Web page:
First up, let’s wire up our contraption! Take your Raspberry Pi and connect up the keyboard and HDMI display.
Now we need to take the lantern apart to reveal its power wires. As you can see, after removing the 4 screws on the battery-holding base, we gain access to the RED (5v) and BLUE (GND) wires. To turn the lantern on or off, all we need to do is send 5v down these wires!
We will be using a transistor send this voltage and turn the lantern on and off. Why not just connect the input of the lamp straight to the RPi, you ask? Well, this is because the RPi’s control pins (also called “GPIOs”) are unable to output the power we will need to illuminate the lantern. The transistor works in a similar way to a relay, like an electronic switch which passes current through it when a voltage is applied.
Each Friday is PiDay here at Adafruit! Be sure to check out our posts, tutorials and new Raspberry Pi related products. Adafruit has the largest and best selection of Raspberry Pi accessories and all the code & tutorials to get you up and running in no time!
Have an amazing project to share? Join the SHOW-AND-TELL every Wednesday night at 7:30pm ET on Google+ Hangouts.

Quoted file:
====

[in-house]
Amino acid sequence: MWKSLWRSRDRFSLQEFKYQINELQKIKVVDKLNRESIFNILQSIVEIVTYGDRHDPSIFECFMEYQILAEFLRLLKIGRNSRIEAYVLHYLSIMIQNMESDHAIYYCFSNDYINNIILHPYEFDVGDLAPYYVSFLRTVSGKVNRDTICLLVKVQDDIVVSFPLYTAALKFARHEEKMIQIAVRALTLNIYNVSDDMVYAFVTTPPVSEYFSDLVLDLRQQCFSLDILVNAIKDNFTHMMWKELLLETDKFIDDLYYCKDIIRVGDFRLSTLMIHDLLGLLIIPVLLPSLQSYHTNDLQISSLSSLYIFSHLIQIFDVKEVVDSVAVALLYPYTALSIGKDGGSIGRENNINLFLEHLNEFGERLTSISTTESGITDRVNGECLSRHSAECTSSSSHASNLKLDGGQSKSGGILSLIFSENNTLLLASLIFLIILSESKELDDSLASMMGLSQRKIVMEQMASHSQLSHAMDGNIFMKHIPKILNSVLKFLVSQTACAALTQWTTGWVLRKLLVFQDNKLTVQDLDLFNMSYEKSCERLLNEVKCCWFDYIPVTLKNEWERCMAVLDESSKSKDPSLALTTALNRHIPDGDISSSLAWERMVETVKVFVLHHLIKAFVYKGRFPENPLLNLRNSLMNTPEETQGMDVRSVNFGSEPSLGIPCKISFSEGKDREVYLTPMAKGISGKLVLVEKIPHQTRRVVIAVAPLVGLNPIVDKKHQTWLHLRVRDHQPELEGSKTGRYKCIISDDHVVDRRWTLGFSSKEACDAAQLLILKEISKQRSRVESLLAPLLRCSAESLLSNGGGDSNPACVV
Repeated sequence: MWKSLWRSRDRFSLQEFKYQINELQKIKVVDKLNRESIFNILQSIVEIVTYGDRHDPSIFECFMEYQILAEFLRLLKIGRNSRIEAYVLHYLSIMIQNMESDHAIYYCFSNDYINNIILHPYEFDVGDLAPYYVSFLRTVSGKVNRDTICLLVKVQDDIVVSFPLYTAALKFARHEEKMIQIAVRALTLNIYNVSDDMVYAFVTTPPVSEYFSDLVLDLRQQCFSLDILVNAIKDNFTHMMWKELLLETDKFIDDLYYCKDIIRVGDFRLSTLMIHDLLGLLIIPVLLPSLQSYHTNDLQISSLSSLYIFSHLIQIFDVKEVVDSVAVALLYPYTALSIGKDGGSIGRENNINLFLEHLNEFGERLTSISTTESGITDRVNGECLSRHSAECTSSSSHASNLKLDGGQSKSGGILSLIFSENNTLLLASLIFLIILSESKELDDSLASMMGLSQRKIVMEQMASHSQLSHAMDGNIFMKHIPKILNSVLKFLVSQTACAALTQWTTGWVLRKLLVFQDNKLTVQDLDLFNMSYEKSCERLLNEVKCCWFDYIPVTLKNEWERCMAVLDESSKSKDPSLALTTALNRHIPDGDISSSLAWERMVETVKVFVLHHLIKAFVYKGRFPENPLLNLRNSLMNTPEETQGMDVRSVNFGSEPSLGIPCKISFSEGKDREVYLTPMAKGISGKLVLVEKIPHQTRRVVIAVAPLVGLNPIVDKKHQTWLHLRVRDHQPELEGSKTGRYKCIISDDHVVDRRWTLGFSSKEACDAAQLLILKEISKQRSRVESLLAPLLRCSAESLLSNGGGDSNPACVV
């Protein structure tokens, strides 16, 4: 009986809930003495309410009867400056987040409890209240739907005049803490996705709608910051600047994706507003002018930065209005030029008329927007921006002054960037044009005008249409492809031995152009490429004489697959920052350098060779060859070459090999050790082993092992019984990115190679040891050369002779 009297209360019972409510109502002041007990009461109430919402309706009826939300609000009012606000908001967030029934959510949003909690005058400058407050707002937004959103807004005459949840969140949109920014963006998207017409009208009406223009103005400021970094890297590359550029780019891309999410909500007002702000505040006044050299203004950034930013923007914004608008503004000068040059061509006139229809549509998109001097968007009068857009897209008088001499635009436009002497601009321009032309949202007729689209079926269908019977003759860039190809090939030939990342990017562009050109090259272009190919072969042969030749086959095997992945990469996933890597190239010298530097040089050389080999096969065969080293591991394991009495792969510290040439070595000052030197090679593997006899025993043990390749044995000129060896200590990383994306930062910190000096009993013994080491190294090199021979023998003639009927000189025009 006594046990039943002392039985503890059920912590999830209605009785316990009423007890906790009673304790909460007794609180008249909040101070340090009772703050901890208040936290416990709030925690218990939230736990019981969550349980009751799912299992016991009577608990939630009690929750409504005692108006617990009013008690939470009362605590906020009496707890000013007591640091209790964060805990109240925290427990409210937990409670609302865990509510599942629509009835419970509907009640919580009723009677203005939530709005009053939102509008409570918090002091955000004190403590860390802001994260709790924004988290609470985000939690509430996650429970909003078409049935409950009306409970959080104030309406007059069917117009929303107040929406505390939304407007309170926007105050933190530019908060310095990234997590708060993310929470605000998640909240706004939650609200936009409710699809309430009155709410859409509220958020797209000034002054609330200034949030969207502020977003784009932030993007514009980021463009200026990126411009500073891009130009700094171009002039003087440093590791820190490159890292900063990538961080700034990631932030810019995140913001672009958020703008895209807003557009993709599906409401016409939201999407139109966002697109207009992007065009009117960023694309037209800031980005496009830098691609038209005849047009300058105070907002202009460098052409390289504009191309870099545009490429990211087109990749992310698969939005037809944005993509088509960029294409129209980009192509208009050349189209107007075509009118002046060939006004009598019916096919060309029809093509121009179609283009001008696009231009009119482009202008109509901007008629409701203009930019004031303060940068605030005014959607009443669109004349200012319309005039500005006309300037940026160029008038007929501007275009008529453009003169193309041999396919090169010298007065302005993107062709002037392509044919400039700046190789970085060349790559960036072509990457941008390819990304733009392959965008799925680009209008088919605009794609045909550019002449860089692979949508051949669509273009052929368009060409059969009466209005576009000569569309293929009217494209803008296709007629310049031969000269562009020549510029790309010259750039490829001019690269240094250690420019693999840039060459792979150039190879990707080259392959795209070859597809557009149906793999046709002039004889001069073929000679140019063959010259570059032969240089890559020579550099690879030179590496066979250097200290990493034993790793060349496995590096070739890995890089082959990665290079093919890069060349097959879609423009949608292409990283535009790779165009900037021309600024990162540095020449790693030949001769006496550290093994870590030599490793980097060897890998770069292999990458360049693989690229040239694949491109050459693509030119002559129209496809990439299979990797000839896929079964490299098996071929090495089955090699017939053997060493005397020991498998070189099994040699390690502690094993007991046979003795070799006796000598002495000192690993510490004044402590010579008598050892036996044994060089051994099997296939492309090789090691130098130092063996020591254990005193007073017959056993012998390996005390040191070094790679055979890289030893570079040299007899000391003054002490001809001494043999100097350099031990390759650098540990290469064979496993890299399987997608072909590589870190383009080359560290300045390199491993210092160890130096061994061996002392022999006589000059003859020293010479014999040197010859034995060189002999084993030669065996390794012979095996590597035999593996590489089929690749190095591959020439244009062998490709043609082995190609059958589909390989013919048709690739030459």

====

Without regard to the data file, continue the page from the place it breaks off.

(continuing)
Join us every Wednesday night at 8pm ET for Ask an Engineer!
Learn resistor values with Mho’s Resistance or get the best electronics calculator for engineers “Circuit Playground” – Adafruit’s Apps!
Maker Business — Alibaba to invest $15b in tech, set up research labs around the world
Wearables — Special servo movement
Electronics — Trigger happy oscilloscope?
Biohacking — Biohacking: Visioneer – AI Glasses to Assist the Visually Impaired
No comments yet.
Leave a comment
Adafruit has a "be excellent to each other" comment policy. Help us keep the community here positive and helpful. Stick to the topic, be respectful of makers of all ages and skill levels. Be kind, and don't spam - Thank you!